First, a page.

Submitted by Anonymous (not verified) on Thu, 2008-03-06 08:00
On the day that California Institute of Technology mechanical-engineering students will fling projectiles through the air in their annual design competition, two Caltech mechanical-engineering alumni will hurtle through space on the shuttle Endeavor.
Submitted by Anonymous (not verified) on Wed, 2008-02-27 08:00
Scientists at the California Institute of Technology have developed a new strategy for creating "liquid metal" that makes it able to bend significantly without breaking, while retaining a strength twice that of titanium. It is among the toughest, or least brittle, known materials, and could be used anywhere that strong metal alloys are traditionally found, but may prove most useful in the aerospace industry, where lower density means fuel savings.
Submitted by ksvitil on Mon, 2008-01-28 08:00
If humans had see-through skin like a jellyfish, spotting disease like cancer would be a snap: Just look, and see a tumor form or grow.
Submitted by Anonymous (not verified) on Wed, 2008-01-16 08:00
Nature knows how to make proteins and nucleic acids (DNA and RNA) dance to assemble and sustain life. Inspired by this proof of principle, researchers at the California Institute of Technology have demonstrated that it is possible to program the pathways by which DNA strands self-assemble and disassemble, and hence to control the dynamic function of the molecules as they traverse these pathways.
Submitted by Anonymous (not verified) on Thu, 2008-01-03 08:00
Michael Ortiz, the Hayman Professor of Aeronautics and Mechanical Engineering at the California Institute of Technology, is the first winner of the Rodney Hill Prize in Solid Mechanics. The newly established international prize, which will be awarded every four years, is also the first of its kind in this field.
Submitted by Anonymous (not verified) on Fri, 2007-11-30 08:00
Lab experiments that mimic the way the ground moves during destructive earthquakes require some sophisticated equipment, and they yield valuable insights. Caltech scientists studying how sliding motion spreads along a fault interface conducted a series of experiments involving ultrafast digital cameras and high-speed laser velocimeters to replicate a range of realistic fault conditions.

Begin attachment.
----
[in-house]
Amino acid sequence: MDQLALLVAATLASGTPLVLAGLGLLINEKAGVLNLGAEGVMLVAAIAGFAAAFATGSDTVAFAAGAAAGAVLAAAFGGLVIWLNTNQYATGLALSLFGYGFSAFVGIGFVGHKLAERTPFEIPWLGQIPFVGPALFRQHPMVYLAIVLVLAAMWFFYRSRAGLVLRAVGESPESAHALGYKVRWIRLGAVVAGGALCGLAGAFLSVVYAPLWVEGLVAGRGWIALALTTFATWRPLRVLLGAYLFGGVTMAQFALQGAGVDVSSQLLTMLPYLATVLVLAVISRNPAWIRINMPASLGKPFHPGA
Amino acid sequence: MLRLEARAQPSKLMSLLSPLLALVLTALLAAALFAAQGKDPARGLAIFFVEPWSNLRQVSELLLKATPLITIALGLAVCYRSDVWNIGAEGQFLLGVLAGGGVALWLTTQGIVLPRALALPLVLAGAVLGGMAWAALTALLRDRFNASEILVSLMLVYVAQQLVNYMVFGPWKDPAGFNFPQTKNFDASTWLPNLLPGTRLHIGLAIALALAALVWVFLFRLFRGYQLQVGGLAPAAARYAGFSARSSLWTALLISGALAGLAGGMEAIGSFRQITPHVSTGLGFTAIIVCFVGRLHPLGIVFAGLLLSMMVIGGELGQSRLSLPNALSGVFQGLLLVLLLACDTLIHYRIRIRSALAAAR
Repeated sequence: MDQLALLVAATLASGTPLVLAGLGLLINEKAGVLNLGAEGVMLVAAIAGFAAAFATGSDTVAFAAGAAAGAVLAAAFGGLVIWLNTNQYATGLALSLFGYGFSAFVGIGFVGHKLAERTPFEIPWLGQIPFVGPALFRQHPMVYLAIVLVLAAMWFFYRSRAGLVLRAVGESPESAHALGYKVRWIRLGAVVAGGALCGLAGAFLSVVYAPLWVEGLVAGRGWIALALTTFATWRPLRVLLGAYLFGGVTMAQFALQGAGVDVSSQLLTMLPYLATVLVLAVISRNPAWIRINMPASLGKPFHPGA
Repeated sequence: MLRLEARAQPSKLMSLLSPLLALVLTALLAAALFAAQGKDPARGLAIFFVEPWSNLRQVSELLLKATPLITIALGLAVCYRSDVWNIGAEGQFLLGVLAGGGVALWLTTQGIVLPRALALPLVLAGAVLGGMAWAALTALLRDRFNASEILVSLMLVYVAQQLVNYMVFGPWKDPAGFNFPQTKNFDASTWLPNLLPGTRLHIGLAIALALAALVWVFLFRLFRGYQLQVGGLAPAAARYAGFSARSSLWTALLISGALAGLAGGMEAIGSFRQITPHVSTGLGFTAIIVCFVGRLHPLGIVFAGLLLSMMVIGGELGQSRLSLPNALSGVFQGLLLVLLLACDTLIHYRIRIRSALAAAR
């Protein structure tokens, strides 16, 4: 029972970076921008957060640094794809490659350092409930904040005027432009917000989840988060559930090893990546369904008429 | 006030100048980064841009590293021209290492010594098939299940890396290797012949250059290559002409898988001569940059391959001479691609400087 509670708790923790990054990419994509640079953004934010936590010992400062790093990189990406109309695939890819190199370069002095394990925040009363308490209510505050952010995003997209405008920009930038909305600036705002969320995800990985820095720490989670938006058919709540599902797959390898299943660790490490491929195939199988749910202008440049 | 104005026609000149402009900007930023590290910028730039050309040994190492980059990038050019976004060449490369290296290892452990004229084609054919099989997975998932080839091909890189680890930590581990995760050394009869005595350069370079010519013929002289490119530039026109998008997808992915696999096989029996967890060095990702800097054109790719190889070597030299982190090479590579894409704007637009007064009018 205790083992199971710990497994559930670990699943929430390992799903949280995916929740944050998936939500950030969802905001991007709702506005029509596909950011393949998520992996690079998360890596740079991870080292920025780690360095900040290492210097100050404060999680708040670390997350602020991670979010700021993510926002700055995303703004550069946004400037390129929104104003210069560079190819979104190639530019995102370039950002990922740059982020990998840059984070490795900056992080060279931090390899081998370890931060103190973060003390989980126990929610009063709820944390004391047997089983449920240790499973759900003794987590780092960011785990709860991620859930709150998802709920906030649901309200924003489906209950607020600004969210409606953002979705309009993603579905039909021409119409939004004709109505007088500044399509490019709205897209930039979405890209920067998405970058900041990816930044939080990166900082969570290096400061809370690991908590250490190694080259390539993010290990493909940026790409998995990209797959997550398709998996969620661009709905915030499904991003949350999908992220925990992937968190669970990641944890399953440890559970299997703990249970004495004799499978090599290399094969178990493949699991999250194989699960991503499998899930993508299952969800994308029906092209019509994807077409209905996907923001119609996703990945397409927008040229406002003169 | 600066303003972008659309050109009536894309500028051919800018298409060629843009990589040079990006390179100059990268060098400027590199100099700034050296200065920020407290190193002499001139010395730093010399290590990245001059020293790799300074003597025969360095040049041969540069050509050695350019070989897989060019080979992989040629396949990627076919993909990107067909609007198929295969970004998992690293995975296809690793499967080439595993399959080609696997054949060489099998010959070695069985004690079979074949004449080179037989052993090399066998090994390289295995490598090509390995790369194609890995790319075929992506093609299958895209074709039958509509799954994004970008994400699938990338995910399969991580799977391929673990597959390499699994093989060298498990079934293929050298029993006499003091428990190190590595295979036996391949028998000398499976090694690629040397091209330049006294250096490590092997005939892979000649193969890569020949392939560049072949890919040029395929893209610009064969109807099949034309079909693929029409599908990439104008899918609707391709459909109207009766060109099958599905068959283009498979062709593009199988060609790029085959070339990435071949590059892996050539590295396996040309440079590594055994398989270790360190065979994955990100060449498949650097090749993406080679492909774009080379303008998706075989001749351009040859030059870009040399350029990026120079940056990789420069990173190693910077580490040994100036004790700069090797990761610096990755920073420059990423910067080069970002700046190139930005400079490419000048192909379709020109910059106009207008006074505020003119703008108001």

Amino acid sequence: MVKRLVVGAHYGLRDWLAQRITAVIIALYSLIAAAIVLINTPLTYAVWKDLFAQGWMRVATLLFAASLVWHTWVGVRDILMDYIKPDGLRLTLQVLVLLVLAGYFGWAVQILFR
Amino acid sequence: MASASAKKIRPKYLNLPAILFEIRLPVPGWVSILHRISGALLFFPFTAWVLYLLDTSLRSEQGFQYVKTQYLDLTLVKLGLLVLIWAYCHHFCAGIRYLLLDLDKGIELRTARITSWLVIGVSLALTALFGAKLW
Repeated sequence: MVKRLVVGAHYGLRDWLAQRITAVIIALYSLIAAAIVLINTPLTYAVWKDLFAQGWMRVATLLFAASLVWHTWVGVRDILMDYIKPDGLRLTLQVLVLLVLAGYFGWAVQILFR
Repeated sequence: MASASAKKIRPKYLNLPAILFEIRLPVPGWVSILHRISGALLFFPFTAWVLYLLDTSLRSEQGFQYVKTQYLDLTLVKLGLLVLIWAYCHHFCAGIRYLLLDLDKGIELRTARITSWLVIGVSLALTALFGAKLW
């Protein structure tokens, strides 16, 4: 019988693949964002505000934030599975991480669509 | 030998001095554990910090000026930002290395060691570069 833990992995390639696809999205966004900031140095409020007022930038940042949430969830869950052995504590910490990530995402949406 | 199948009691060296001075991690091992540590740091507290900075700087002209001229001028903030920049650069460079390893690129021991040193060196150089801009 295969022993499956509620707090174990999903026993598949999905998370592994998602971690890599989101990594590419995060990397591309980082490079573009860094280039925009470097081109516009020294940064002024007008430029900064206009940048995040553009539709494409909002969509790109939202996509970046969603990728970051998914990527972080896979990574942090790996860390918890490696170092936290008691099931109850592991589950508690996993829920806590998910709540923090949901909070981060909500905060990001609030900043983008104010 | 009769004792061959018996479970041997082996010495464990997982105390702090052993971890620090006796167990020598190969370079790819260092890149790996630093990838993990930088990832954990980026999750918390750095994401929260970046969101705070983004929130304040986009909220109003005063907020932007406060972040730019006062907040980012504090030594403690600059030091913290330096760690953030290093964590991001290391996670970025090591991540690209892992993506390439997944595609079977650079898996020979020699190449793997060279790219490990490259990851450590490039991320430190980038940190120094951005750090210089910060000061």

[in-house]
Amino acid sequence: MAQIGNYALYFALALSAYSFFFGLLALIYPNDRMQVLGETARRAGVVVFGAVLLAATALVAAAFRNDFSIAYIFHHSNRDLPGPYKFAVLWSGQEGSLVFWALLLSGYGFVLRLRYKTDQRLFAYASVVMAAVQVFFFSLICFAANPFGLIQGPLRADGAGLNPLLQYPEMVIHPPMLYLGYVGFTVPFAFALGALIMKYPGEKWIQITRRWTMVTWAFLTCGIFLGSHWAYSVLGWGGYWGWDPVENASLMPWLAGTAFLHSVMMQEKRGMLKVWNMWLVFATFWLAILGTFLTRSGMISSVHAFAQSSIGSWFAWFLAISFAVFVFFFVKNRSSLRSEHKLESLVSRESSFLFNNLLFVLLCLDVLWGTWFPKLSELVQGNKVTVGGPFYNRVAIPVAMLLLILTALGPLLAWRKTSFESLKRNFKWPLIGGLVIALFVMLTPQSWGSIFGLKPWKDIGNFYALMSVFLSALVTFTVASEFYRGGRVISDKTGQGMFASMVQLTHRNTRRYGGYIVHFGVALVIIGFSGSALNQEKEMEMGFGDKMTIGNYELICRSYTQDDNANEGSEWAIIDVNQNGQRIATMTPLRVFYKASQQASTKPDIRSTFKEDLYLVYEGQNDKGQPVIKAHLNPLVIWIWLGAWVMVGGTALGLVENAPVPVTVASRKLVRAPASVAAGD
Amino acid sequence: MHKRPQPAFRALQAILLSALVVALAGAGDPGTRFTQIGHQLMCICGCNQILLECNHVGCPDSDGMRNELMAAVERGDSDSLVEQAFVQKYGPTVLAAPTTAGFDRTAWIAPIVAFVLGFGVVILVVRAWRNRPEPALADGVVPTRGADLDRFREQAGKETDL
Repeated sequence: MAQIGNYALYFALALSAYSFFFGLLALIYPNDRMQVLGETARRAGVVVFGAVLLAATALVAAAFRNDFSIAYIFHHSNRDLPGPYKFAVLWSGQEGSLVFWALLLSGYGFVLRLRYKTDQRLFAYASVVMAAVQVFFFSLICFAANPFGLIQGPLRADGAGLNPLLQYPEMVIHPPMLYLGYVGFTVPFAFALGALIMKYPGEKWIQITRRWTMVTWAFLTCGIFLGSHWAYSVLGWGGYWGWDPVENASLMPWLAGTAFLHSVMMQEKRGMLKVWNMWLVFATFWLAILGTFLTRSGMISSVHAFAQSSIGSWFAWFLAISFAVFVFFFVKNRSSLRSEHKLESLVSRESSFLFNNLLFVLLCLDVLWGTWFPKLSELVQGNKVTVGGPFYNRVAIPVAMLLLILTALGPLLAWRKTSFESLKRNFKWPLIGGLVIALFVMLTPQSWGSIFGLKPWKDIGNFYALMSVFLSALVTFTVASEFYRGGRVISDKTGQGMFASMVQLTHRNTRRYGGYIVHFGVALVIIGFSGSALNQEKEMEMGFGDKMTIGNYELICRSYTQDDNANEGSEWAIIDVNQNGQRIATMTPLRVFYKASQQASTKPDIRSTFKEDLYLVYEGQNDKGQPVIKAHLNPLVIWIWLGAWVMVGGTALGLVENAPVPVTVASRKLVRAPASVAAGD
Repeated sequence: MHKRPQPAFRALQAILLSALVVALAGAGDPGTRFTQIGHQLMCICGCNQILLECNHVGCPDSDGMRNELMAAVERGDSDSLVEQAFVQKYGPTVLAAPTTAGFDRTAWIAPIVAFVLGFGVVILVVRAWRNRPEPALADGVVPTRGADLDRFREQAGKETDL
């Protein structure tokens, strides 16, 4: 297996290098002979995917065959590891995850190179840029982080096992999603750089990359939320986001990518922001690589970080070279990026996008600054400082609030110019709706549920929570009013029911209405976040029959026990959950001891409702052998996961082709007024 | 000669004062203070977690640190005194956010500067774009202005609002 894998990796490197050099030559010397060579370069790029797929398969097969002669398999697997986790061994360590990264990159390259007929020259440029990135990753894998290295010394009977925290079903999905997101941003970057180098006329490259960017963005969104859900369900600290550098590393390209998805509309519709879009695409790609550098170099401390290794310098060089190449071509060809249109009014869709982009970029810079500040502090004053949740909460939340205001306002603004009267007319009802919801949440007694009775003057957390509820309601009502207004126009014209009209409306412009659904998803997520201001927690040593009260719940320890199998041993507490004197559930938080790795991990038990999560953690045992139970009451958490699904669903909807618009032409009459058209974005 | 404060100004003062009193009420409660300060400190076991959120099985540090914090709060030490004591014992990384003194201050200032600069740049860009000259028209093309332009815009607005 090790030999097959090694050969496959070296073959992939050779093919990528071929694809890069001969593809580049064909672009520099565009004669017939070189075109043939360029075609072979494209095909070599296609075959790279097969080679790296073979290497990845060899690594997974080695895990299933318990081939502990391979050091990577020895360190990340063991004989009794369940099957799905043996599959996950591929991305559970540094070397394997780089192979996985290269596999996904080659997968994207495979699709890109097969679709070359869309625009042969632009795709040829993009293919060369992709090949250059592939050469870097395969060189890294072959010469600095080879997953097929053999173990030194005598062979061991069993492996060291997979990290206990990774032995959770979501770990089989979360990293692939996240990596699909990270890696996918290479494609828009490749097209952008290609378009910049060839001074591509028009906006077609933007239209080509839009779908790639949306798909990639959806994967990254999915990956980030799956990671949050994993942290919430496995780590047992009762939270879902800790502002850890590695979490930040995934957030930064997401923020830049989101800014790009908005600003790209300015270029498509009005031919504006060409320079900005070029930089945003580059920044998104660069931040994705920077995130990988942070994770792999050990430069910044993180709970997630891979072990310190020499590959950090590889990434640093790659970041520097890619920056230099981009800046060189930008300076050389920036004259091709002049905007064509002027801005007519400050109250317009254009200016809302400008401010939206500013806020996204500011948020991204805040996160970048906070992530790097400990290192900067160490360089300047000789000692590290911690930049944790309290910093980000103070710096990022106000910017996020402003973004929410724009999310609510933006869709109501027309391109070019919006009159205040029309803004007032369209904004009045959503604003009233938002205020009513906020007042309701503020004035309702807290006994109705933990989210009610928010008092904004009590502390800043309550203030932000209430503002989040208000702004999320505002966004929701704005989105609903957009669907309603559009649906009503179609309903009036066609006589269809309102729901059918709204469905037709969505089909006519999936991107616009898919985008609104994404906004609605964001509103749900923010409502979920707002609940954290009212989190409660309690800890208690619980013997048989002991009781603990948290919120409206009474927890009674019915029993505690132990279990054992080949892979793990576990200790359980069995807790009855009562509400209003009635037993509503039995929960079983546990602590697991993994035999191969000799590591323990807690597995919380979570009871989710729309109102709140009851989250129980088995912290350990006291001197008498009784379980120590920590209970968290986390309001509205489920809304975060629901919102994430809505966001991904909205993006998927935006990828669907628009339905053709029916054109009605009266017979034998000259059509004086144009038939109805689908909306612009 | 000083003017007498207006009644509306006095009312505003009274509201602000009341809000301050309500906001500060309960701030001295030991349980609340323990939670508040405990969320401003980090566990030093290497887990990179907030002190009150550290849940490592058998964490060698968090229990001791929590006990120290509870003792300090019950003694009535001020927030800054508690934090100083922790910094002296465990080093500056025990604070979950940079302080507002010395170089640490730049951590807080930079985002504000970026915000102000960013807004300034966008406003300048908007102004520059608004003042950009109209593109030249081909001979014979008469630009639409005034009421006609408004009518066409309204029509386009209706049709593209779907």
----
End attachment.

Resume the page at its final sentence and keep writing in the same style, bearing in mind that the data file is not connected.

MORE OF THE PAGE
Submitted by Anonymous (not verified) on Wed, 2007-11-21 08:00
When termites are chewing on your home, your immediate thought probably isn't "I wonder how they digest that stuff?" But biologists have been gnawing on the question for more than a century. The key is not just the termite, but what lives in its gut. A multitude of genes from the microbes populating the hindgut of a termite have been sequenced and analyzed, and the findings reported today in the journal Nature.
Submitted by Anonymous (not verified) on Tue, 2007-10-30 07:00
It all started last fall, in a classroom at Caltech. A team of students in Visiting Professor of Mechanical Engineering Ken Pickar's course, Product Design for the Developing World, decided to create wheelchairs for people in developing countries that could tackle the rugged terrain. With two bicycles and three creative brains contributing, the project took off.
Submitted by Anonymous (not verified) on Thu, 2007-10-25 07:00
When Alice revs her engine at the start of the Defense Advanced Research Projects Agency (DARPA) Urban Challenge qualifying rounds on October 27, multitudes of cameras will be pointing at her. But she'll only care about the eight cameras that will be facing away.
Submitted by Anonymous (not verified) on Thu, 2007-07-05 07:00
Applied physicists at the California Institute of Technology have figured out a way to detect single biological molecules with a microscopic optical device. The method has already proven effective for detecting the signaling proteins called cytokines that indicate the function of the immune system, and it could be used in numerous medical applications, such as the extremely early detection of cancer and other diseases, as well as in basic biological research.